Industry Research

LCT's 20th Annual Fact Book Introduction

Posted on October 1, 2005 by LCT Staff - Also by this author

Welcome to LCT’s 20th annual Fact Book, offering the most comprehensive and substantial industry statistics available. LCT is grateful for the opportunity to continue chronicling the livery industry’s growth and development.

As part of our 20th anniversary coverage, we’re presenting some “retro stats” from the very first Fact Book. You can see for yourself how things have changed during these past 20 years. For example, the industry no longer has “formal” limousines, a prominent part of the first Fact Book.

The Survey Results

Operators appear to be moving away from home-based operations and into offices. Last year, 52% were based in offices and this year 57% are now in offices. Another statistic feeding into this professionalism trend is that nearly 88% are full-time operators.

Revenue growth seems to be healthy for operators, judging by the following data: Of all the operators responding to the survey, 76.6% of them had increased their revenue in 2003-2004 compared to 71.1% in 2002-2003; while 6.4% of the operators surveyed in 2003-2004 reported decreased revenue compared to 16.4% in 2002-2003.

There’s a similar positive trend for revenue in the first six months of 2005. The greatest revenue increase rates are among operators with fleets of 11 or more vehicles.

Average hourly rates are doing better, in general, this year compared to 2004. In the highest volume categories, which include sedans and stretch limousines under 130 inches, rates are up about 2%-5%. Larger stretches and SUVs are down slightly, but motorcoach rates shot up 11.3% in 2005. Limousine buses are pulling in even higher hourly rates than motorcoaches.

Operators are deriving their business from similar market segments as last year. Nearly half comes from corporate clients and half from retail segments. However, among large companies with fleets of more than 21 vehicles, about two-thirds of their revenue comes from business/corporate transportation. For small fleets, only about one-third of their business comes from corporate accounts; these companies tend to be heavily focused on weddings and proms. SUVs are showing an increase as a revenue source.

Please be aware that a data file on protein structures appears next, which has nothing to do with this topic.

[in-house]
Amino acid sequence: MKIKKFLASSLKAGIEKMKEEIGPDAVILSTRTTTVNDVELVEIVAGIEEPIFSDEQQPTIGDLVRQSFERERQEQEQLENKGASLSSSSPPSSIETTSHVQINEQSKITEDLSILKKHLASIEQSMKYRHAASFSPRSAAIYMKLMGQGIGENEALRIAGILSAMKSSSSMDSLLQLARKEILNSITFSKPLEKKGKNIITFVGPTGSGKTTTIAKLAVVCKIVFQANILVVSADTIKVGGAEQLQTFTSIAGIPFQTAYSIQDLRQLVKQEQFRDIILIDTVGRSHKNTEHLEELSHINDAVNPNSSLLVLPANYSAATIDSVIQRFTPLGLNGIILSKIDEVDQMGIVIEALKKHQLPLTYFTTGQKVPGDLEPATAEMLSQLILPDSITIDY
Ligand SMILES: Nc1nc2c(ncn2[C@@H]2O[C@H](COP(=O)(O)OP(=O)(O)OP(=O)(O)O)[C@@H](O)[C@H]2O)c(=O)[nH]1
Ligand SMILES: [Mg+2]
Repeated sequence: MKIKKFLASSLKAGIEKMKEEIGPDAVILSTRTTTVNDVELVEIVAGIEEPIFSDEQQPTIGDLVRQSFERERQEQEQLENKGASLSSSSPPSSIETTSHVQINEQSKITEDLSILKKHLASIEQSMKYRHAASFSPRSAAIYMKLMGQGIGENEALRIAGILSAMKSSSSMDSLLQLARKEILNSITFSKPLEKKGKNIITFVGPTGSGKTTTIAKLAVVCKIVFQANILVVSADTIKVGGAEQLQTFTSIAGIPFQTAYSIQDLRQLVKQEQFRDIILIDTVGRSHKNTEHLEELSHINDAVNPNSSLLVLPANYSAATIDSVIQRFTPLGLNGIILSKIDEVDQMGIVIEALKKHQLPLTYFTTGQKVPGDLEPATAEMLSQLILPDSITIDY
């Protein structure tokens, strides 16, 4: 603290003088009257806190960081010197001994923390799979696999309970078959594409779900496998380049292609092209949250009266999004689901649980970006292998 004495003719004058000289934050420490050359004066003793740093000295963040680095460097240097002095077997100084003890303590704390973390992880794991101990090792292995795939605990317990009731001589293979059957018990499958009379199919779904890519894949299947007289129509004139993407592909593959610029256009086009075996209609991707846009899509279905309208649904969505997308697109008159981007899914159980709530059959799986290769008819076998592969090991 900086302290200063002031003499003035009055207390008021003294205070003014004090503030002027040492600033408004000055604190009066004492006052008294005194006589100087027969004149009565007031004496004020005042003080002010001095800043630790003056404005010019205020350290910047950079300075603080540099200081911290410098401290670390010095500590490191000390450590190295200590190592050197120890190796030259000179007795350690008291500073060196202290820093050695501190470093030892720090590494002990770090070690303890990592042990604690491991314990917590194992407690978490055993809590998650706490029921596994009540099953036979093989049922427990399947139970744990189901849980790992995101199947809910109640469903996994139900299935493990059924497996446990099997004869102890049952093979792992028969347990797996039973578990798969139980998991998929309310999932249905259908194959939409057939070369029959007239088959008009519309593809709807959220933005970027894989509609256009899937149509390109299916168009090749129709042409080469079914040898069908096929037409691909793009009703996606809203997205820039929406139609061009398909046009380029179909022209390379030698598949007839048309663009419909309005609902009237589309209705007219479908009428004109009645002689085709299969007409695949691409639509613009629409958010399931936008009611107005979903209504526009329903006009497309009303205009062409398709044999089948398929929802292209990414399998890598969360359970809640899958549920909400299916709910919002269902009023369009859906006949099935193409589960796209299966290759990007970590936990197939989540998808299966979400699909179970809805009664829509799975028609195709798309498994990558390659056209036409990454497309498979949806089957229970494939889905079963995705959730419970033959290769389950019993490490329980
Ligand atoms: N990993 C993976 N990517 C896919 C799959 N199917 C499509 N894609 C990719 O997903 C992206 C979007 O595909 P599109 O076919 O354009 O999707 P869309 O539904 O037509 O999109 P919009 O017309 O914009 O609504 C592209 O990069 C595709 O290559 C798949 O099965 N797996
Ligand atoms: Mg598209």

Operators appear to be focusing more on growing their network business. Almost 60% of operators participate in networks, compared to about 53% last year. About 18% of revenue comes from network business, similar to the 2004 figure.

Insurance rates are still the top priority concern of U.S. operators. However, on the positive side, insurance premiums are coming down for more operators this year compared to last year. The increasing cost of workers’ compensation has pushed this concern higher on the list for 2005.

Regarding chauffeurs, some interesting trends stand out. For small- and medium-sized operators, there are a lot more part-time chauffeurs than full-time chauffeurs. This factor is reversed for fleets with 21 or more vehicles. They have a higher percentage of full-time drivers than part-timers. Another trend is that more companies are using independent contractors than last year. In 2004, 60% of chauffeurs were employees; this year, 51.6% are employees.

Over the years, the industry has moved away from company-issued uniforms and toward driver-provided suits. In 1985, 43% of respondents issued uniforms and 57% issued suits. Today, only 10.6% of those surveyed issue uniforms, while 89.4% require drivers to wear suits.

The number of reservations being made on operator Web sites grew substantially during the past year. Operators report 21.5% of reservations are now being made on their Web sites compared to 17% last year. Although we didn’t ask for this statistic last year, this year operators told us that they’re receiving 37.6% of all reservations through the Internet. This is a major development in the industry, signaling a shift away from phone reservations and toward the Internet.

In general, operators have less sedans and stretches over 85 inches and more SUVs in their fleets. There’s also a significant number of vintage and classic vehicles in fleets these days including Rolls Royce’s.

Yellow Page advertising is still considered the most effective advertising medium among operators. There is a question as to how long this will remain the case, as more and more consumers are using Internet searches for research previously done in print directories.


Our survey this year once again comprised both mailed and online surveys. Surveys were sent via e-mail and traditional mail to 4,000 subscribers on June 13, 2005, and all responses received by July 15, 2005, were considered. In all, 596 responses were recorded. Of those responses, 93 were received online and 503 were returned in the mail.

Some data has been deleted from the results. If answers were way out of line or appeared to be mistakes, they were stricken. We also received 11 international e-mail replies, but our survey’s purpose is to analyze only U.S. statistics.

This survey has a statistical confidence level of 95% with a sampling error of 3.9%. This means if we were to conduct this survey 100 times in the exact same way, the answers would come out exactly the same, give or take 3.9%. Industry standards allow results to be published at a 90%, 95% and 99% confidence level. Typically results published in the mainstream media are published at a 95% confidence level.



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